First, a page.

While McFarland is unlikely to win awards for excellence in publishing, this is a very good collection of essays and has a companion volume "Race, Oppression and the Zombie: Essays on Cross-Cultural Appropriations of the Caribbean Tradition". These were originally one volume but I guess McFarland saw the $s in the lead in to Halloween this year. In any case, these volumes are integral to a zombie heuristic apocalypse that has recently effected scholarship.

Unfortunately, this publisher can't see the value in promoting the TOCs of some of their books, like this one, but you can view that and some content at Google books. The photo above by Alex Canazie (which, by the way, is infinitely better than the "naked chick" chosen for the cover design) was intended to be included with the chapter but could not be included in the book (which features no figures).

Here's the introduction to my chapter, Rave From the Grave: Dark Trance and the Return of the Dead

Amid the aural assault you catch a line from Donne’s Holy Sonnet 10: “Die not, poor Death, nor yet canst thou kill me”. Behind the chilling caterwauls, a petrified girl whispers “Are we still alive?” The former line is used in Xenomorph’s anthemic “Necroid Millenium” (1998), and the latter DarKDescendent’s “The Invasion” (Brazilian V.A.Mpires, 2008), sonic bookends to a decade in darkpsy, a genre of psychedelic trance (psytrance) music that has arisen in popularity internationally. Also known as “horror trance” or “night trance”, performed by DJs before crowds of enthusiasts during the darker hours at psytrance events around the globe, darkpsy revels in the gothic liminality of the zombie, and other monstrous icons. Part of a larger ethnographic and documentary project on psytrance, this chapter investigates dark trance (and zombie raves), documenting how the zombie illustrates a desire for social re-animation among youth in the contemporary.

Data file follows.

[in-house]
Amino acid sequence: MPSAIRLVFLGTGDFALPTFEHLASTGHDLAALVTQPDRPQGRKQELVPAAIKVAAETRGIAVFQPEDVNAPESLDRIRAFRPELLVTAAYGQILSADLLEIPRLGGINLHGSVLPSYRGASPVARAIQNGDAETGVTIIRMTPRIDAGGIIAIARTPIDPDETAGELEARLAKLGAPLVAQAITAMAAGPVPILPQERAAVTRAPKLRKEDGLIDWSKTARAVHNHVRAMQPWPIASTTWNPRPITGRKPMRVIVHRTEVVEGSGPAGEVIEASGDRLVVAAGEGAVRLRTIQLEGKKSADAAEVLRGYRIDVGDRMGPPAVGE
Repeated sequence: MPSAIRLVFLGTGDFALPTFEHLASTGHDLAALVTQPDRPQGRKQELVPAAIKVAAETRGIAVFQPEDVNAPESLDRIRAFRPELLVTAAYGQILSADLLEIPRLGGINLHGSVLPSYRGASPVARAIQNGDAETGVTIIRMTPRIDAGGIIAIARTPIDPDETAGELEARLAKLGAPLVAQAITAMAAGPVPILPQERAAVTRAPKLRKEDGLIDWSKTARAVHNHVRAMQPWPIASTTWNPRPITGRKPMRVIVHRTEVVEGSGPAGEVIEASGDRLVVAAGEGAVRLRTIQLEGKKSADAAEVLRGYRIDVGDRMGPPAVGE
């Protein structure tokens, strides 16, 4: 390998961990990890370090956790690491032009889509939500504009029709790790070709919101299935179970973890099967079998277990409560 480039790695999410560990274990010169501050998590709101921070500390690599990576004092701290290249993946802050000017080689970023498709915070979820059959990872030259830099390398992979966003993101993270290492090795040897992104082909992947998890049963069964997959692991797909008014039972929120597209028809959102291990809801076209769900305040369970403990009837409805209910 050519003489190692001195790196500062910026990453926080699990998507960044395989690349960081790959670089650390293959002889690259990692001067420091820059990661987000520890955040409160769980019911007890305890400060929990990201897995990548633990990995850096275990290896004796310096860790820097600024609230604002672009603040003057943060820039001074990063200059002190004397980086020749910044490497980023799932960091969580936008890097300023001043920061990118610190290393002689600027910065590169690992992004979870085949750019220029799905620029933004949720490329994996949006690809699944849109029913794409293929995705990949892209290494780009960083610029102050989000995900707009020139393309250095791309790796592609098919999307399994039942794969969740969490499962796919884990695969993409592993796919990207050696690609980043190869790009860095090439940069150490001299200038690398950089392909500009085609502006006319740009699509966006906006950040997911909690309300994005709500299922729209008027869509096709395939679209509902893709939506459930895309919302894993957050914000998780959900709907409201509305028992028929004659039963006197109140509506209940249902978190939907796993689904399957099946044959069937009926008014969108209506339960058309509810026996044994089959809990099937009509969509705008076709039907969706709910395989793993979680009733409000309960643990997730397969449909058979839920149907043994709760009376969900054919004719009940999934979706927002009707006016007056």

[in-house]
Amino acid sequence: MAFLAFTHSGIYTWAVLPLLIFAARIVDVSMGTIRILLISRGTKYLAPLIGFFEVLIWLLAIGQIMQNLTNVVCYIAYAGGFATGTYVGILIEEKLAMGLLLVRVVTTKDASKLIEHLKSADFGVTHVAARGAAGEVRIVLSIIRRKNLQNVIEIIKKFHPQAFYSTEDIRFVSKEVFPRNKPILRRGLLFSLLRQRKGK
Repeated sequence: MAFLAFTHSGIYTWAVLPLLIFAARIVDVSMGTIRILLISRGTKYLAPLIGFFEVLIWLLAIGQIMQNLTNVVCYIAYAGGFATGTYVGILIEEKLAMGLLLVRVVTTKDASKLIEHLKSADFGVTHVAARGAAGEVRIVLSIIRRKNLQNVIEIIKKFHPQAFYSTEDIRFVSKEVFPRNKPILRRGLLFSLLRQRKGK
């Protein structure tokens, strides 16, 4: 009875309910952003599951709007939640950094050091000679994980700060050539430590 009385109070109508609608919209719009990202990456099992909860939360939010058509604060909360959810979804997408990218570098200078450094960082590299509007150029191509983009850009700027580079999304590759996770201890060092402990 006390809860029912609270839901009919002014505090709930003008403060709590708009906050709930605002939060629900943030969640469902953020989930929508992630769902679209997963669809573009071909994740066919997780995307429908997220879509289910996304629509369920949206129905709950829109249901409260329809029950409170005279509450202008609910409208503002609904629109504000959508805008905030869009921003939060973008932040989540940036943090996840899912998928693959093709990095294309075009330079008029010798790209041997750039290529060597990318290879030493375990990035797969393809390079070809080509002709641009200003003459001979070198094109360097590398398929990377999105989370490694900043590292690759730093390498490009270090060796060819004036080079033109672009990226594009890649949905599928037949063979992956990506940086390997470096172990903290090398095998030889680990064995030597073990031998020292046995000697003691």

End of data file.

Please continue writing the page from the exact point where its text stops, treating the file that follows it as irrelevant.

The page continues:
Lifted from horror cinema and computer game fiction, apparent in vocal samples, label sensibilities, fashion, and body modifications, and evident in post-apocalyptic aesthetics, the living dead caricature is manifest. Simultaneously dead and alive, with protagonists seeking transit from death to life, the zombie is a liminal figure ready made for the dance party. After all, a selling point for Return of the Living Dead (1985) was that the dead were “back from the grave and ready to party”. The dance floor has become a critical topos for the zombie since it signifies the desire to return from deteriorating lifeworld conditions, to be revived from the isolation, even social “death”, of modern life. It is on the psytrance dance floor that the zombie holds such purchase for it offers a symbolic assemblage emblematic of the altered states of mind and flesh sought and achieved there, an iconic repertoire for the dispossession of routine selfhood. Moreover, it is a device appropriated in the collective performance of re-enchantment from a spiritless and disembodied lifeworld. As the living dead archetype articulates self-dissolution, the zombie has become allegorical of the desire for social revitalization. Yet, the zombie possesses a deep ambivalence that renders this monster an ideal icon for ecstatic entrancement. Thus I begin with a discussion of the zombie as a historically ambivalent signifier for ecstatic dance.